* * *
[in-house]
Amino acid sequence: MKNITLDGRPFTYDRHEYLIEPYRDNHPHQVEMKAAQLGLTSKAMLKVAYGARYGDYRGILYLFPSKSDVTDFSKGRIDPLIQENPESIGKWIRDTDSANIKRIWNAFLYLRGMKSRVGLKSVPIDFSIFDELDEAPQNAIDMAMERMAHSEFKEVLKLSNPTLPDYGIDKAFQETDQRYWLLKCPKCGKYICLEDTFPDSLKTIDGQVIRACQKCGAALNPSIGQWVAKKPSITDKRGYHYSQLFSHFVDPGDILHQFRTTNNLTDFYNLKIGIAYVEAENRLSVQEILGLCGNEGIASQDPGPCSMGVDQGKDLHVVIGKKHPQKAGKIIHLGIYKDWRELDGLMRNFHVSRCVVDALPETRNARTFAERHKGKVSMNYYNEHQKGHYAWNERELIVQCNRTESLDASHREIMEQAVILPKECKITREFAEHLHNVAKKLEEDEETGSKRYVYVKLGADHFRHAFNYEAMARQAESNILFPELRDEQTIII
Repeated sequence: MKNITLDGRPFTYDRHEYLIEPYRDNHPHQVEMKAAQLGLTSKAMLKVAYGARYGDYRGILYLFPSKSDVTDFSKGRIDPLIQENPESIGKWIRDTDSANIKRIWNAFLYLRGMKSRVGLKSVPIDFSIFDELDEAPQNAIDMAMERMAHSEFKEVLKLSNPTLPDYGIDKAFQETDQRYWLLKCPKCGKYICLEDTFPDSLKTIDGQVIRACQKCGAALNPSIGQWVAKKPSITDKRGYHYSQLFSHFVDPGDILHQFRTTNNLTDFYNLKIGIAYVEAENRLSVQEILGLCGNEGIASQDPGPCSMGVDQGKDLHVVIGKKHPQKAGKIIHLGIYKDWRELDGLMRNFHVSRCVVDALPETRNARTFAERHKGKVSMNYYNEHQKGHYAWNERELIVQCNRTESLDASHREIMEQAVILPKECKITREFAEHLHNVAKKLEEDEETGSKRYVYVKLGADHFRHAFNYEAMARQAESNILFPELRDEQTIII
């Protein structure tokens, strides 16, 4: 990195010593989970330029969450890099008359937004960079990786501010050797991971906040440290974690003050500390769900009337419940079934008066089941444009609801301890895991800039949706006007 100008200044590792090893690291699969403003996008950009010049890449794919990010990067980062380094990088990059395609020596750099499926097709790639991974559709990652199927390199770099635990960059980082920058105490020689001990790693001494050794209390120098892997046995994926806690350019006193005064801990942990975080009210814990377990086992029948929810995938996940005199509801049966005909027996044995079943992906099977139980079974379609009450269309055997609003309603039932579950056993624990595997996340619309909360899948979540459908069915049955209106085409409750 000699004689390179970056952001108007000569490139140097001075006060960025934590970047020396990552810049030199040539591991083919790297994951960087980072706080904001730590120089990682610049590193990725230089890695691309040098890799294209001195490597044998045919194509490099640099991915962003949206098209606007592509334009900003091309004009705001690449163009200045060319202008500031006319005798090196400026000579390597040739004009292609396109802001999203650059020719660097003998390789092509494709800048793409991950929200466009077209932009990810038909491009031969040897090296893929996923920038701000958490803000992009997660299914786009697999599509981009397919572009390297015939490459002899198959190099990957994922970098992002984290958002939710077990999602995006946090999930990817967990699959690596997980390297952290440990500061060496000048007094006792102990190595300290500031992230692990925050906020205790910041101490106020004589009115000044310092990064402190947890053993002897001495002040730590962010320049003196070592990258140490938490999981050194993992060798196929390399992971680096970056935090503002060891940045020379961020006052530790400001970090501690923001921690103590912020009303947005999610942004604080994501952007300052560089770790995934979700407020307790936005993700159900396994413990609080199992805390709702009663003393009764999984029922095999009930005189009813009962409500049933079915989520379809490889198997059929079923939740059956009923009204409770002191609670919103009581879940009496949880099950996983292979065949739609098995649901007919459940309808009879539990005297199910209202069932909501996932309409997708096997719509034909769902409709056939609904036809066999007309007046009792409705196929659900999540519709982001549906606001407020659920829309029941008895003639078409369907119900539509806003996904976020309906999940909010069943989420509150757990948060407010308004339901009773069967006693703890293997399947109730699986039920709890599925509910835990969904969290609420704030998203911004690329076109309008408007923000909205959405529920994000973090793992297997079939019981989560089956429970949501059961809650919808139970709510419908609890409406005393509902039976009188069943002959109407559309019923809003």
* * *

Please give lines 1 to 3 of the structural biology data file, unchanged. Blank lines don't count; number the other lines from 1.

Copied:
[in-house]
Amino acid sequence: MKNITLDGRPFTYDRHEYLIEPYRDNHPHQVEMKAAQLGLTSKAMLKVAYGARYGDYRGILYLFPSKSDVTDFSKGRIDPLIQENPESIGKWIRDTDSANIKRIWNAFLYLRGMKSRVGLKSVPIDFSIFDELDEAPQNAIDMAMERMAHSEFKEVLKLSNPTLPDYGIDKAFQETDQRYWLLKCPKCGKYICLEDTFPDSLKTIDGQVIRACQKCGAALNPSIGQWVAKKPSITDKRGYHYSQLFSHFVDPGDILHQFRTTNNLTDFYNLKIGIAYVEAENRLSVQEILGLCGNEGIASQDPGPCSMGVDQGKDLHVVIGKKHPQKAGKIIHLGIYKDWRELDGLMRNFHVSRCVVDALPETRNARTFAERHKGKVSMNYYNEHQKGHYAWNERELIVQCNRTESLDASHREIMEQAVILPKECKITREFAEHLHNVAKKLEEDEETGSKRYVYVKLGADHFRHAFNYEAMARQAESNILFPELRDEQTIII
Repeated sequence: MKNITLDGRPFTYDRHEYLIEPYRDNHPHQVEMKAAQLGLTSKAMLKVAYGARYGDYRGILYLFPSKSDVTDFSKGRIDPLIQENPESIGKWIRDTDSANIKRIWNAFLYLRGMKSRVGLKSVPIDFSIFDELDEAPQNAIDMAMERMAHSEFKEVLKLSNPTLPDYGIDKAFQETDQRYWLLKCPKCGKYICLEDTFPDSLKTIDGQVIRACQKCGAALNPSIGQWVAKKPSITDKRGYHYSQLFSHFVDPGDILHQFRTTNNLTDFYNLKIGIAYVEAENRLSVQEILGLCGNEGIASQDPGPCSMGVDQGKDLHVVIGKKHPQKAGKIIHLGIYKDWRELDGLMRNFHVSRCVVDALPETRNARTFAERHKGKVSMNYYNEHQKGHYAWNERELIVQCNRTESLDASHREIMEQAVILPKECKITREFAEHLHNVAKKLEEDEETGSKRYVYVKLGADHFRHAFNYEAMARQAESNILFPELRDEQTIII